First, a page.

The Fire Station Pyramid of Success - Part 3

Mark Emery continues a series on fire station success based on Coach John Wooden's Pyramid of Success.


Part 3 - The Character Level Live and lead according to the principles of the Fire Station Pyramid of Success, and others will follow. Last month, you were introduced to Level One, the five behavioral blocks that establish a solid foundation for personal and team leadership and for...


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Being a fire officer is about being what I call a "heroic leader." You become a heroic leader when you throw every ounce of your heart and soul into making a positive difference for someone else. Initiative, along with a solid Pyramid foundation, is the key to leading heroically. A heroic leader has the courage to act alone and to make decisions.

One of the most valuable ways to exercise your initiative is to acknowledge and recognize initiative in others. Instead of feeling taken for granted, your firefighters must know they are truly important, appreciated and a valued member of the team. I agree with Coach Wooden that the team that makes the most mistakes usually wins. Being overly cautious and tentative will produce inaction. Hesitate and before you know it you're down by 20 points.

Intentness

Coach Wooden's definition of intentness is simple yet powerful: Intentness is the ability to resist temptation and stay the course, to concentrate on your objective with determination and resolve. Impatience is wanting too much too soon. Intentness doesn't involve wanting something, intentness involves doing something.

Your professional excellence journey will take time - a long time. I'll admit it sounds corny, but it's true, success is a journey not a destination. It took Coach Wooden 14 years to develop the Pyramid of Success. It was another 15 years before UCLA won the first of its 10 national championships. Wooden's patient 29-year journey produced the greatest NCAA basketball record in history. (UCLA won its first NCAA championship with a team that had no player taller than 6-foot-5! Before the season started, sports journalists and basketball "experts" dismissed UCLA as a championship contender; they believed that no team of such short stature could possibly win an NCAA championship.)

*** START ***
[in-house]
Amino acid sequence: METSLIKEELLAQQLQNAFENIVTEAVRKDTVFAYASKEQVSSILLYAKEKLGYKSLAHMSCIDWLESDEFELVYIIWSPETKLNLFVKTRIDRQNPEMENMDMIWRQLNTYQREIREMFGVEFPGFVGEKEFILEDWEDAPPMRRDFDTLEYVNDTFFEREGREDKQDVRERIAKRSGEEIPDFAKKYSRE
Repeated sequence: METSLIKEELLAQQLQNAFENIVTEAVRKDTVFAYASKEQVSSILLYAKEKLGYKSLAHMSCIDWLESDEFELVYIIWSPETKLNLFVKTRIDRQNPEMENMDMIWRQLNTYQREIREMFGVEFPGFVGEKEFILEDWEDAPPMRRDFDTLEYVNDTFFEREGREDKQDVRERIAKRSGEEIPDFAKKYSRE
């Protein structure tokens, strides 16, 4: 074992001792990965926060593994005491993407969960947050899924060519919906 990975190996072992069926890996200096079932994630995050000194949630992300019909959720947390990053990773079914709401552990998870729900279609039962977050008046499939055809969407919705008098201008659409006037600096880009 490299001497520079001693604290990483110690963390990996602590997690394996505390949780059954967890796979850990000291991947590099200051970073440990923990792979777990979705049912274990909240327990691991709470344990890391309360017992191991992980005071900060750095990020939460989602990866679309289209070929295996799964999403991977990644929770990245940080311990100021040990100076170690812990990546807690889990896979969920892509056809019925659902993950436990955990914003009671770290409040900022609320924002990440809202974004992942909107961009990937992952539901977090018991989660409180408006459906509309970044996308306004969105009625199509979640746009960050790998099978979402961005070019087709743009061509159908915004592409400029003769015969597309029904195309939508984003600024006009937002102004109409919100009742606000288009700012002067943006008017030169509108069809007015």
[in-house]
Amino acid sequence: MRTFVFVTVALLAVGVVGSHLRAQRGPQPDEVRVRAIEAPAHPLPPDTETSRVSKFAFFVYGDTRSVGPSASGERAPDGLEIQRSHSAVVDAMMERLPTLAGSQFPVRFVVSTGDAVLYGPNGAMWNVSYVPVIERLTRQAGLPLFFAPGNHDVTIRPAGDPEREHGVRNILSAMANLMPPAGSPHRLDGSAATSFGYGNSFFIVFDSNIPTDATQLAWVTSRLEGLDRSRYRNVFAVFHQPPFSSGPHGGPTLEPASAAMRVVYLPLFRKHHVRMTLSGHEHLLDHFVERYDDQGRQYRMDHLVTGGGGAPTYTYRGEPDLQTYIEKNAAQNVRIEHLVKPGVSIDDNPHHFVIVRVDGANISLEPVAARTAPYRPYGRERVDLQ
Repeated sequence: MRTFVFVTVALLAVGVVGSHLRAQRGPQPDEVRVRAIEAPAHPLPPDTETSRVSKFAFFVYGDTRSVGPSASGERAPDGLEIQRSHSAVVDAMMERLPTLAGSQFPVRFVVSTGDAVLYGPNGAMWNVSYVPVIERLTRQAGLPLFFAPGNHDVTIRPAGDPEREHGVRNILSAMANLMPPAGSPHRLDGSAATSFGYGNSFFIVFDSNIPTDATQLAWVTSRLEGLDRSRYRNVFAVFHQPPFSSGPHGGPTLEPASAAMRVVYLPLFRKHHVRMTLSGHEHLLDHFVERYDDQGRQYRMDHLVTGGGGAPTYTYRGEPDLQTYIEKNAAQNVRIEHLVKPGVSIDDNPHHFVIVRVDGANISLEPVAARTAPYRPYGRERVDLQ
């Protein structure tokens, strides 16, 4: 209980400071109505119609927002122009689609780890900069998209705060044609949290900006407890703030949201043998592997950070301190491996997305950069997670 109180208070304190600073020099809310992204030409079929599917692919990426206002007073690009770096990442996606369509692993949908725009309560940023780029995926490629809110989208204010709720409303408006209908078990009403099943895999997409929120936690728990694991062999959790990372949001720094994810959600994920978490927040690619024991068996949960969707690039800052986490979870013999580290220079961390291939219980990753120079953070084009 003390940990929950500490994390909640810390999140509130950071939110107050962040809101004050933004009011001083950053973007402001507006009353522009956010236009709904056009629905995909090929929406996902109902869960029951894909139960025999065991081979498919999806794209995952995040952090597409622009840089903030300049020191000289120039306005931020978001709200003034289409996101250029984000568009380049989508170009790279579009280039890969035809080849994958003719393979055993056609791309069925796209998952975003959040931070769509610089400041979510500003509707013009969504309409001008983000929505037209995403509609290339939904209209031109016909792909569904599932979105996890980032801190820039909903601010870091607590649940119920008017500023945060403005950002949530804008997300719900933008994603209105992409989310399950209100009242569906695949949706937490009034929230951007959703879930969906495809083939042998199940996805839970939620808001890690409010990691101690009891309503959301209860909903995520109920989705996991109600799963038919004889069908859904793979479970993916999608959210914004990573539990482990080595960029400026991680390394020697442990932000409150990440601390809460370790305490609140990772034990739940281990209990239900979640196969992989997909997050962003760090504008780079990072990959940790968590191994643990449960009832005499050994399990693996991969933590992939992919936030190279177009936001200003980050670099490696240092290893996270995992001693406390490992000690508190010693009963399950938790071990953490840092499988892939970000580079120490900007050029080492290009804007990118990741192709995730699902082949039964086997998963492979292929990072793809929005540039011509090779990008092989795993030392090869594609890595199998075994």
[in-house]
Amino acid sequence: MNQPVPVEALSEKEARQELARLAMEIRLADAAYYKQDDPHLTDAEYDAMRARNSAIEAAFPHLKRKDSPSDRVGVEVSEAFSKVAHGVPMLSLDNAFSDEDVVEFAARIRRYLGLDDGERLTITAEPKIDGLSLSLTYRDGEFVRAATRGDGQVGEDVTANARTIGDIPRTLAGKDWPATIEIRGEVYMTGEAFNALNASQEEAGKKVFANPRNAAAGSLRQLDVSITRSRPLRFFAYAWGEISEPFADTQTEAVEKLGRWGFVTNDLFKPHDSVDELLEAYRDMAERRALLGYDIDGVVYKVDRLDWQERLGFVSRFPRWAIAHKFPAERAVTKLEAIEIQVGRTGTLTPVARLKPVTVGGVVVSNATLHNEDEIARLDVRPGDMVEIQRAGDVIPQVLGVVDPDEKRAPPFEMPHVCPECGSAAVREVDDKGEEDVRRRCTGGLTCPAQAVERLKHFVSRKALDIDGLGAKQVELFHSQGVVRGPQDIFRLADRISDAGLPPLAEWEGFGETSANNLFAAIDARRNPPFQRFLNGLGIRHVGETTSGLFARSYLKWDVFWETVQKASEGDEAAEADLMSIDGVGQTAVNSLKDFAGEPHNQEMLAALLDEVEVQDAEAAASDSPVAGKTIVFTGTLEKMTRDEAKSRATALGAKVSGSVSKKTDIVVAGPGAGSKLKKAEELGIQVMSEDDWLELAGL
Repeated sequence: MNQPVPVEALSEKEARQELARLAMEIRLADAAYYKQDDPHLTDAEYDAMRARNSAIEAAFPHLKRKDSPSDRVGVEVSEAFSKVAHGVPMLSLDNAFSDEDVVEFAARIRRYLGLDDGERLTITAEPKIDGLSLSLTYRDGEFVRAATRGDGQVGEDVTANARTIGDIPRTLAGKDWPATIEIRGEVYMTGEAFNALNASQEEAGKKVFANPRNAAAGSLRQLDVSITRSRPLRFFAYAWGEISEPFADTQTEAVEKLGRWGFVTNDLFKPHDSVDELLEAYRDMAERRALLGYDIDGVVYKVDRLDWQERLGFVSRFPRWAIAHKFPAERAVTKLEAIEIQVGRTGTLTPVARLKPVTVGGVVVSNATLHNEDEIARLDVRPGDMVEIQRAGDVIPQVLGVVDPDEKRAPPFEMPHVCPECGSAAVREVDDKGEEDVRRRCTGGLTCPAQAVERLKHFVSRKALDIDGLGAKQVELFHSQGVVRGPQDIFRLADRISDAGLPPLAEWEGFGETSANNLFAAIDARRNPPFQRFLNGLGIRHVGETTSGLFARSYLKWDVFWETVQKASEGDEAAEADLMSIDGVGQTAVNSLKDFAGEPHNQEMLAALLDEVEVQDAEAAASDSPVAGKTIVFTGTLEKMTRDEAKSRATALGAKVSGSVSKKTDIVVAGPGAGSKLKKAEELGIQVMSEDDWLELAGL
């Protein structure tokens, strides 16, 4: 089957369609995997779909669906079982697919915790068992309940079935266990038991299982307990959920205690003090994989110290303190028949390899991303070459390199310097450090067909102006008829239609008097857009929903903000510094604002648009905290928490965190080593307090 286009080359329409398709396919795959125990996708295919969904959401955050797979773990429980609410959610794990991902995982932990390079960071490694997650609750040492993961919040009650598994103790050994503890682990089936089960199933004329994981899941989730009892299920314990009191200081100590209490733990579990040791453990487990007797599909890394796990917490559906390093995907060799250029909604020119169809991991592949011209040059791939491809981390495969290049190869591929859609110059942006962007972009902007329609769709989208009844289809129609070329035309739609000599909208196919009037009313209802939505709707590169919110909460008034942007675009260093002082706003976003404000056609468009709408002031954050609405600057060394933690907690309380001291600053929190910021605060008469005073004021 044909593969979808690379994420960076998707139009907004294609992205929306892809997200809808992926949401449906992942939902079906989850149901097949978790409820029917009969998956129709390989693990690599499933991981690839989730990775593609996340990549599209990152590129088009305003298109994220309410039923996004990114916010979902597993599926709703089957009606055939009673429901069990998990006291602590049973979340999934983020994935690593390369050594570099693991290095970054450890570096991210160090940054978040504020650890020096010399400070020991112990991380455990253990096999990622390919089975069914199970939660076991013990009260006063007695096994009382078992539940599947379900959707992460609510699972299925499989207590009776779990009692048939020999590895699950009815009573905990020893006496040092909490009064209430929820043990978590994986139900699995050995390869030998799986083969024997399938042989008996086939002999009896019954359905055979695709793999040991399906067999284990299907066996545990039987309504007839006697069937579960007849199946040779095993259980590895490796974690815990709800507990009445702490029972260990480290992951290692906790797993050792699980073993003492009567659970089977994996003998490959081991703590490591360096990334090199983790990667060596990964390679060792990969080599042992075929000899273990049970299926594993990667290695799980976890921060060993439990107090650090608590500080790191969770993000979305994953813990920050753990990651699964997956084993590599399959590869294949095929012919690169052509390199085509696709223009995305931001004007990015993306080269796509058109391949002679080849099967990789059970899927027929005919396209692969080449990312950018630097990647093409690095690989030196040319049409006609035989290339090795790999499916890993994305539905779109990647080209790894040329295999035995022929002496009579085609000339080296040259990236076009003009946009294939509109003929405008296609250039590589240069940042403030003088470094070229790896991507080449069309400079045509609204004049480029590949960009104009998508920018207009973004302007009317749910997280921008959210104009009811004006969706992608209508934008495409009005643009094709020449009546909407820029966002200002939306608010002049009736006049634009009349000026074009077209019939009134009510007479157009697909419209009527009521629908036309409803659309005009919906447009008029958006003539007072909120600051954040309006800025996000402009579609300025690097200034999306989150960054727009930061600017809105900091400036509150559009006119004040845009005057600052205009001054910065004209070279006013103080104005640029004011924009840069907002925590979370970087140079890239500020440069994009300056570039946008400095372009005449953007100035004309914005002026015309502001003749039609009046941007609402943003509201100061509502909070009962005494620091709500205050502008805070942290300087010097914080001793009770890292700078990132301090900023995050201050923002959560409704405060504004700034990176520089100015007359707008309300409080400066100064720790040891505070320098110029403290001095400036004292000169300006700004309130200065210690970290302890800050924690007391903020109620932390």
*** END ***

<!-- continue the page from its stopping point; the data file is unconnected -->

After winning their first national championship, Wooden's UCLA teams compiled the most amazing run of championship performances in NCAA history. The "Wizard of Westwood" was the model of intentness.

Once you have determined your vision and established goals for yourself, your crew and for your fire station, stay the course. There will be setbacks. You may have to change your methods. You may have to go around, under or over. You may have to return to the drawing board and start over. Adapt and adjust; don't fight it. Do what you've got to do, but you do not quit. Just remember not to project fault on other people - instead focus on learning, adapting, and moving forward.

Coach Wooden told his players: "Be persistent. Be determined. Be tenacious. Be completely determined to reach your goal." My friend, that is intentness.

F. E. A. R.

Familiarization. Education. Application. Repeat.

My personal model for implementing this level of the Pyramid is the acronym F.E.A.R.:

  • Familiarization examples include pre-plan familiarization tours (access problems, fire load problems, evacuation and exposure challenges, etc.), ensuring that everybody knows where everything is on the apparatus, knowing your response area, reviewing post incident analysis, reviewing the DOT Emergency Response Guidebook, and revisiting a policy or procedure each shift. There is never nothing to do in or around your fire station. Visit target hazard occupancies; measure interior hoselays, look for optimal locations for apparatus and ground ladder placement. Design and lead simple incident-simulation exercises.
  • Education examples include formal training and drills, incident case study, give your crew a reading assignment followed by a 10-question key-point quiz. Attend outside training opportunities. Get your degree. Study building construction. Review your accountability system. Review the incident command system. Have your firefighters prepare and deliver short training sessions. Review communication procedures. Help aspiring fire officers prepare for promotion and promotional tests.
  • Application includes anything that builds on familiarization, education, and training. Experience (post-incident analysis), practice, drills, review, accountability exercises, simulations, and skull sessions.
  • Repeat, as in more familiarization, education and application. Refresh, update, learn and improve.

To keep the cycle of F.E.A.R. going requires a solid Pyramid foundation and that Level Two is firmly in place: Self-Control, Alertness, Initiative and Intentness.